In the light of all the Dallas boners, it was amusing to hear the Busch Memorial Stadium crowd yelling so happily for the recently lamented Cardinal defense. The Cardinal defense had almost nothing to do with all of those dropped passes. However it did distinguish itself on the goal-line stand after Charlie Waters had blocked the punt and Dallas had a first down at the St. Louis eight. Three running plays by Doug Dennison and Young gained seven yards and two feet. On fourth down the Cowboys sent Young over right guard, a good place to run, it seemed, since the Cardinals were down to their backup middle linebacker, a fellow named Tim Kearney. All Kearney did was stop Young and the play.
Actually, it was the St. Louis offense that won the game, along with the bouncing ball. Hart had the sort of day Staubach has been having, connecting on 22 of 33 for a whopping 346 yards, and the three touchdowns. Gray caught two of them, and there was considerable show biz involved. Gray had a reason. "They were bad-mouthin' me all day, the whole secondary, not just Cliff Harris," Gray said. "They said I had bad hands and no speed." Which seems an ill-considered remark to make to a fellow who has been known to burn 9.2 in the 100.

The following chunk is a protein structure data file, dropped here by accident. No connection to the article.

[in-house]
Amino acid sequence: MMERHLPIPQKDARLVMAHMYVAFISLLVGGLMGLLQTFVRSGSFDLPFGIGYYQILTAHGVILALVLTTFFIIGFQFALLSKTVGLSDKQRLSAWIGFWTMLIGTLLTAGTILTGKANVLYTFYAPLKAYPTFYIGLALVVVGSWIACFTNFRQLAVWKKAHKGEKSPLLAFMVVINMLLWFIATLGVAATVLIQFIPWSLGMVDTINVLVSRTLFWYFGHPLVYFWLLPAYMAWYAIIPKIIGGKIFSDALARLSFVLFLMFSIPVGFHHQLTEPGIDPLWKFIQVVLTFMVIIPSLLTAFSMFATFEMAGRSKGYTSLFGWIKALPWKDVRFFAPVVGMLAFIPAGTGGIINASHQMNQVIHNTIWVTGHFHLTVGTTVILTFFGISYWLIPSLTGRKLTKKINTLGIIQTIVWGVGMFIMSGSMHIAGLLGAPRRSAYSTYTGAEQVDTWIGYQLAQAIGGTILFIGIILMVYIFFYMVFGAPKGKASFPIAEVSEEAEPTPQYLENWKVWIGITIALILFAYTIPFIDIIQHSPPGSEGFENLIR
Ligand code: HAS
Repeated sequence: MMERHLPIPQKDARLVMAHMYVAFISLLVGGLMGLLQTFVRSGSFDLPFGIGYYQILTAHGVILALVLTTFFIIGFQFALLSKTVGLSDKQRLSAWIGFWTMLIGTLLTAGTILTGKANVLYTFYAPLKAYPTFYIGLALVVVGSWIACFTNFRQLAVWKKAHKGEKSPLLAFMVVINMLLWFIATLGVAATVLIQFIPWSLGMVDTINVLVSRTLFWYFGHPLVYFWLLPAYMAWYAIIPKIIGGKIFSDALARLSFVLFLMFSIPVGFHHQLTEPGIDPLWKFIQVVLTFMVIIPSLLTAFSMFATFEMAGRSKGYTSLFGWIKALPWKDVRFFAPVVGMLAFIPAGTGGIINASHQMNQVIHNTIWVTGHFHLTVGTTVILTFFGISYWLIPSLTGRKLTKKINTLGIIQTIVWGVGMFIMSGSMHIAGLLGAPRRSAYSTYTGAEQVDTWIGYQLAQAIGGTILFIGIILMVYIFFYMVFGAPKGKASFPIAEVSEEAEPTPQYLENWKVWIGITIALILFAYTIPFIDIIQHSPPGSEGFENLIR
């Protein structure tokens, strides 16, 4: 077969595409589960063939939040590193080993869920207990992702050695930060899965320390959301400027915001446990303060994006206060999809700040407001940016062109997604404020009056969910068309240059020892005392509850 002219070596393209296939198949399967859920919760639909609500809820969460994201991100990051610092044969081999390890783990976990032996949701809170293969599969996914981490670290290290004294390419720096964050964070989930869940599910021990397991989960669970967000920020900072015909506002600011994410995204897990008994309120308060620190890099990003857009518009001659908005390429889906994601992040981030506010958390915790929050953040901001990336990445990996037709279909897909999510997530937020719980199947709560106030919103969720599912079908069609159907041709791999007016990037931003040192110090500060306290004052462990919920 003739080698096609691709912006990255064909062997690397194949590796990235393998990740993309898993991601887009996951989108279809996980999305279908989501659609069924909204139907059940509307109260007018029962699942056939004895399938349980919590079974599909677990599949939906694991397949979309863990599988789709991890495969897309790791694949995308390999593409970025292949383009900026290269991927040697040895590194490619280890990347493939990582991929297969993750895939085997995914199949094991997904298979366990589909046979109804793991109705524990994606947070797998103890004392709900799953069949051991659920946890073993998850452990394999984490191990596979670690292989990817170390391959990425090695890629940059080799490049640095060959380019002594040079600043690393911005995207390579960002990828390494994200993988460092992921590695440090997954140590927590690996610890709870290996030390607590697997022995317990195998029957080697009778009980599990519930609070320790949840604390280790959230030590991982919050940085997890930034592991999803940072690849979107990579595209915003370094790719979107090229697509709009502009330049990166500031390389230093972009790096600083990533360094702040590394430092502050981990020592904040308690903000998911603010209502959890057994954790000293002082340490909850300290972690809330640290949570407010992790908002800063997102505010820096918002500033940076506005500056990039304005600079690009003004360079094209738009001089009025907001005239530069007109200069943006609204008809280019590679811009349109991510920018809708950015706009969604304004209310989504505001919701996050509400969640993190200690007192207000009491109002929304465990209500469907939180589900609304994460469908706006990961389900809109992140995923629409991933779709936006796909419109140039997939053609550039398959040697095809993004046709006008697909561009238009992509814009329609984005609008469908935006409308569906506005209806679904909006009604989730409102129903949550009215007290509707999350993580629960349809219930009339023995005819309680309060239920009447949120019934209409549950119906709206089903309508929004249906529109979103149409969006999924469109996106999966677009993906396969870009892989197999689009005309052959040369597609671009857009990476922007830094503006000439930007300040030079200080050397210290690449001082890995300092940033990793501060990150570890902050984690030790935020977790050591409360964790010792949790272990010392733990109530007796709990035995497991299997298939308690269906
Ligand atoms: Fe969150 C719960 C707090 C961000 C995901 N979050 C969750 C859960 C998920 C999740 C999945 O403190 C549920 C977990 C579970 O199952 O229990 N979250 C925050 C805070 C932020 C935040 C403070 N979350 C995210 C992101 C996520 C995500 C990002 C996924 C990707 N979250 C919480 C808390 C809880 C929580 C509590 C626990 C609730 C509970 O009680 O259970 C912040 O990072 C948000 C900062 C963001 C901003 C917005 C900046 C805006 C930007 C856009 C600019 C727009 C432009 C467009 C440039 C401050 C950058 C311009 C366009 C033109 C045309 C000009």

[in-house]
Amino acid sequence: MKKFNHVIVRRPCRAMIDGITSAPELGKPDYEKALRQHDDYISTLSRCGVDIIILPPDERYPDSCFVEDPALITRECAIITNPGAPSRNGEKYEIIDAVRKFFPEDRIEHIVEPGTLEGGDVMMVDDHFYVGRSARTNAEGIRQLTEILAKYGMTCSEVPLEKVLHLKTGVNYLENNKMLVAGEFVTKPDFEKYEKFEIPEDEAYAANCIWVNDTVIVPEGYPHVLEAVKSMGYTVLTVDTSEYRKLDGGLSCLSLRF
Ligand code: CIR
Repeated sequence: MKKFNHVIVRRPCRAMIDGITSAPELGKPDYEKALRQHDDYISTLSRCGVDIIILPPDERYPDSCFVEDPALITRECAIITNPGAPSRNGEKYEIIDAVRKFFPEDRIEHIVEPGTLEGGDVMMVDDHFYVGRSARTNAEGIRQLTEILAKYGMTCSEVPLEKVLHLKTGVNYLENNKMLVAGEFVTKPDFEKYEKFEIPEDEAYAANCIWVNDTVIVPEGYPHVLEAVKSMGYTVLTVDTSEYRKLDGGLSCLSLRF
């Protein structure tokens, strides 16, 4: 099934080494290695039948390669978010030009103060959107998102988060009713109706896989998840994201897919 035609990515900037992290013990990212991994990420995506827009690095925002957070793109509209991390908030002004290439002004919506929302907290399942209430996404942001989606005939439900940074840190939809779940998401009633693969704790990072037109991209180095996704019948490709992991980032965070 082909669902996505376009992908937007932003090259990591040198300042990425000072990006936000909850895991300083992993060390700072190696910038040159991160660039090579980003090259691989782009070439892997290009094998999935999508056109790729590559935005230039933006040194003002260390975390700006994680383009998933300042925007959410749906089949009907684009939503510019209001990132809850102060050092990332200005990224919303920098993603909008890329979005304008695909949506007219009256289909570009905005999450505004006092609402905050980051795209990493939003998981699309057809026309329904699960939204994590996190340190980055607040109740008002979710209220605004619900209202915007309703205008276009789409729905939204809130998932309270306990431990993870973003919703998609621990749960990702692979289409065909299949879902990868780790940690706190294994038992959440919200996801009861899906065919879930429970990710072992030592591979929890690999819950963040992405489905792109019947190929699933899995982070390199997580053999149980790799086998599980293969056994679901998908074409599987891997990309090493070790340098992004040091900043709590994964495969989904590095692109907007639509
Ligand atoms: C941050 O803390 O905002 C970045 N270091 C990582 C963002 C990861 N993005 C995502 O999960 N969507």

After Gray's first touchdown catch, he flipped the ball at Harris, and Harris batted it back as if it were a volleyball.
And then when Harris leaped and batted the ball in the end zone and it came down, fortuitously, into Gray's hands for the decisive St. Louis score, Gray dashed over, looked down at Harris and Benny Barnes sprawled on the Busch Stadium rug and hauled off and spiked the ball right between them.
"It's not a personal feud with Harris," Gray said. "I have these days with Washington's Pat Fischer and Philadelphia's Bill Bradley, too."
This was the third straight year the Cardinals had beaten the Cowboys in St. Louis. Tex Schramm, the Cowboys' venerable general manager, is certain he knows why. It is because the Cardinals insist that the Cowboys wear their blue jerseys when they come to town. It is widely known that Schramm has been superstitious of the Cowboys' blue jerseys ever since they lost their first Super Bowl wearing blue against Baltimore.
What the St. Louis upset of the Cowboys really did was to give the NFC East that old familiar look. The Cardinals and Cowboys are now tied at 5-1, and the struggling Washington Redskins are right behind at 4-2. All things normal.
So for now, anyway, Staubach can relax and stop competing with immortality. When he went 13 out of 15 against the New York Giants, he was permitted to joke, "Yeah, they dropped a couple on me." Last Sunday the Cowboys dropped everything except The Star-Spangled Banner.